The chapter focuses on what Sociologist Robert Merton referred to as the “The Matthew Effect”, borrowed from the Biblical book of Matthew. The reading suggests that those who have have more shall receive more, but those with little will have even what they have taken away from them. The chapter focuses on hockey in Canada, baseball in the United States, and Soccer in Europe to explain the phenomenon. In the early part of the chapter, the author recognizes that the Canadian hockey tournament’s best players are most born in January, February, and March. Only a few born in the remaining months, in the future will shine in the game. Upon further analysis, the challenge emerges from the fact that individuals born closest to the cutoff date, which is January 1, in the case of Canadian hockey, have the advantage of receiving close attention in training due to the age advantage.
The chapter explains “The Matthew Effect” from the perspective of selection, streaming, and differentiated experience, which occur due to skewed age distributions in decision-making, such as in sports. Selection occurs during the early ages of an individual’s life, such as when choosing who enters the main hockey teams, such as the “Novice” level and the leagues for the next classes, which include selection, sifting, and grooming to enter the Major Junior A, which occurs as they enter the mid-teen years. The author observes that many players do not enter or succeed in this level based solely on their talent. Instead, the age distribution bias gives some an advantage over others. Apart from selection, which advantages players closest to the cutoff date, streaming occurs, which determines who is talented and who is not. Again, older individuals are given a priority in training and attention, which makes them better than those born far from the cutoff date.
Unfortunately, the challenge occurs in other areas, such as education, where children born in the earlier months of the year have better chances of succeeding throughout their education. The chapter contains evidence from two economists, Kelly Bedard and Elizabeth Dhuey, to support the effect of biased age distributions in education. They revealed that the older students had an advantage over the younger ones among fourth-graders, such as their score being somewhere between four and twelve percentile better. The results suggested that taking two intellectually equal students in the same class, but with birthdays in the two ends of the cutoff date, their performance will differ, with the one closest to the cutoff having a greater advantage. Thus, “The Matthew Effect” has negative consequences, especially on disadvantaged groups throughout their lives.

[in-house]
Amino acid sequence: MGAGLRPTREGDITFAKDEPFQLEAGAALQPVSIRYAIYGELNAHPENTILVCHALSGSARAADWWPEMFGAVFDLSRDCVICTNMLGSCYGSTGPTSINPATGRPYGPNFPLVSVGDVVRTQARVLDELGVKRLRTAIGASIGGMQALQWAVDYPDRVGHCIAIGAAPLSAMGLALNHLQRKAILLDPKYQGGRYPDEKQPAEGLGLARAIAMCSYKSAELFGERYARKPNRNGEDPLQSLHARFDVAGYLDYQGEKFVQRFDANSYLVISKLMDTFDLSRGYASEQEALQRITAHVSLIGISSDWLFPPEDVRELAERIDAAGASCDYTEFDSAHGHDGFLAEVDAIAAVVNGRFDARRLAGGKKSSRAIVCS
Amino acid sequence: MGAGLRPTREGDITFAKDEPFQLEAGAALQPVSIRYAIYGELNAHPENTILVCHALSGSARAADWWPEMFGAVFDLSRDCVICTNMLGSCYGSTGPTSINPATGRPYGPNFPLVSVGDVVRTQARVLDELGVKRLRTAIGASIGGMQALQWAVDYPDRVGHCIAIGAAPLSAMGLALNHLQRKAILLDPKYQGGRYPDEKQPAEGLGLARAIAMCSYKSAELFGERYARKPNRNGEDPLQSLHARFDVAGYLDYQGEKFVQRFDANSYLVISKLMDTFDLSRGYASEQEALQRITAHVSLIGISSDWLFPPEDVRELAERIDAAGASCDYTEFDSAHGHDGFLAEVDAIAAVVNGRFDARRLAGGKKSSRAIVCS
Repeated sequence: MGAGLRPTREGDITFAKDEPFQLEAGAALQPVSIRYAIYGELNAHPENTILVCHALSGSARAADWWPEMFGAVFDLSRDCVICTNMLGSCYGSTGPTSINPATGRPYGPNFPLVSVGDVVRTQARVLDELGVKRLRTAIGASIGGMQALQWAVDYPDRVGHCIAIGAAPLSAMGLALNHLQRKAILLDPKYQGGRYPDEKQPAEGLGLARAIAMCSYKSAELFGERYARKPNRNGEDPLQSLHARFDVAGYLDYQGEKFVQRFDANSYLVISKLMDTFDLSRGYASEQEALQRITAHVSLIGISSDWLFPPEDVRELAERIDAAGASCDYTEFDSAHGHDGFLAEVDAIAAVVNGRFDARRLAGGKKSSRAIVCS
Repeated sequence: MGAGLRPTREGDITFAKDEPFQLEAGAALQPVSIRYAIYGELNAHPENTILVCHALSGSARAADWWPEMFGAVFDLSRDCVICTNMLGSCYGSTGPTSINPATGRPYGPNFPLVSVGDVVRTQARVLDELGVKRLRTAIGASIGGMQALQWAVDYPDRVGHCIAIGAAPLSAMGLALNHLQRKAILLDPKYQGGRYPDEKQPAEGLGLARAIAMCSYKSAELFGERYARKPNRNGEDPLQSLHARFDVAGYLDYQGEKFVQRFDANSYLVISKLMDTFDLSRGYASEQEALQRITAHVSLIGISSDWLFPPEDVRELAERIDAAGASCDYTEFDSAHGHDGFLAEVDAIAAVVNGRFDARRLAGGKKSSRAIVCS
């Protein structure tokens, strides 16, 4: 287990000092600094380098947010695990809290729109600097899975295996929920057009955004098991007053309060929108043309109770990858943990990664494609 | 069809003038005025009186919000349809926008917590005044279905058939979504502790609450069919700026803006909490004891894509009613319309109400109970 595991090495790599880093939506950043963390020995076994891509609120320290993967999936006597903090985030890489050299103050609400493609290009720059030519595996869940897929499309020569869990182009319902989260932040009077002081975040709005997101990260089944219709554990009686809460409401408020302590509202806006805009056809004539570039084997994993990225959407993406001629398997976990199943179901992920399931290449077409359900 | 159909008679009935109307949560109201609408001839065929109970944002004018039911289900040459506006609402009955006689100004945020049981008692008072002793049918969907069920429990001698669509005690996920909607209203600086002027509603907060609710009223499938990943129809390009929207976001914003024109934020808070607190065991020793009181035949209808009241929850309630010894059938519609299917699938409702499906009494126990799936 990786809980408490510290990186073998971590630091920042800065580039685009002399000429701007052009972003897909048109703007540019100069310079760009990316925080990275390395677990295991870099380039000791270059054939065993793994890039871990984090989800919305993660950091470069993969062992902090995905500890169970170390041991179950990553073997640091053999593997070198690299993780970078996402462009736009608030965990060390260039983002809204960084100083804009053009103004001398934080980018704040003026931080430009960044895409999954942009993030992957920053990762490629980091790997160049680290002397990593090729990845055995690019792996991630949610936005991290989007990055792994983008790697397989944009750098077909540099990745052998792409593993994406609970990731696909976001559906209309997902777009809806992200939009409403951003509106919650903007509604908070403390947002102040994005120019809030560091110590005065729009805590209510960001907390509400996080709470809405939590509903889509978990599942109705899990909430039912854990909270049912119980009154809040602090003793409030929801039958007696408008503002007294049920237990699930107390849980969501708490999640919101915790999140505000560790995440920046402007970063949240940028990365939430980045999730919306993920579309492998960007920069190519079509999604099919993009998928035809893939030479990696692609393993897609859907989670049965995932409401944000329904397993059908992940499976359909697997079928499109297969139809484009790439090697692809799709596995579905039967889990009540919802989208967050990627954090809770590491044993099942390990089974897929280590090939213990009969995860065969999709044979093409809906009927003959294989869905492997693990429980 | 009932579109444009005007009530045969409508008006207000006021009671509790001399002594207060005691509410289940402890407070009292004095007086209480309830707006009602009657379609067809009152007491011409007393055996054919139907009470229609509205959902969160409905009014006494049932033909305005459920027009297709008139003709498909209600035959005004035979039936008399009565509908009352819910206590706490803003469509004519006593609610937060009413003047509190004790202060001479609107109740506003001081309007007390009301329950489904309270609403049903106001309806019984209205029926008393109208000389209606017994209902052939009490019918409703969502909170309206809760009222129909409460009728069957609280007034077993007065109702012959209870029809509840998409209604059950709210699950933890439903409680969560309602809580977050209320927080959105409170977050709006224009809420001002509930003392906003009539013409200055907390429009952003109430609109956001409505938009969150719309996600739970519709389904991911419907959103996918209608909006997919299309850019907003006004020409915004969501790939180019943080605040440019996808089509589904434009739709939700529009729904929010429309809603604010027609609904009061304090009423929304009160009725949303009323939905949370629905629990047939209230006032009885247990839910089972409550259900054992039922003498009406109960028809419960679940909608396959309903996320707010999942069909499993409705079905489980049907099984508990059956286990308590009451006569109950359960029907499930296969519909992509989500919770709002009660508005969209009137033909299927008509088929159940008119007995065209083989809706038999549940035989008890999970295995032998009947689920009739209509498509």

The chapter concludes that the argument that the most talented individuals are the ones who get to the top, especially in sports such as hockey, is simplistic. While it is true that talent is necessary, leaders create an advantage that favors some individuals over others. The selection provides some with a great head start and an opportunity they do not earn or deserve. “The Matthew Effect” is an unfair process of determining who deserves to be at the top since it gives more to those who have and snatches away the little that others have. Leaders should rethink their selection process to provide every person a chance to move to the top.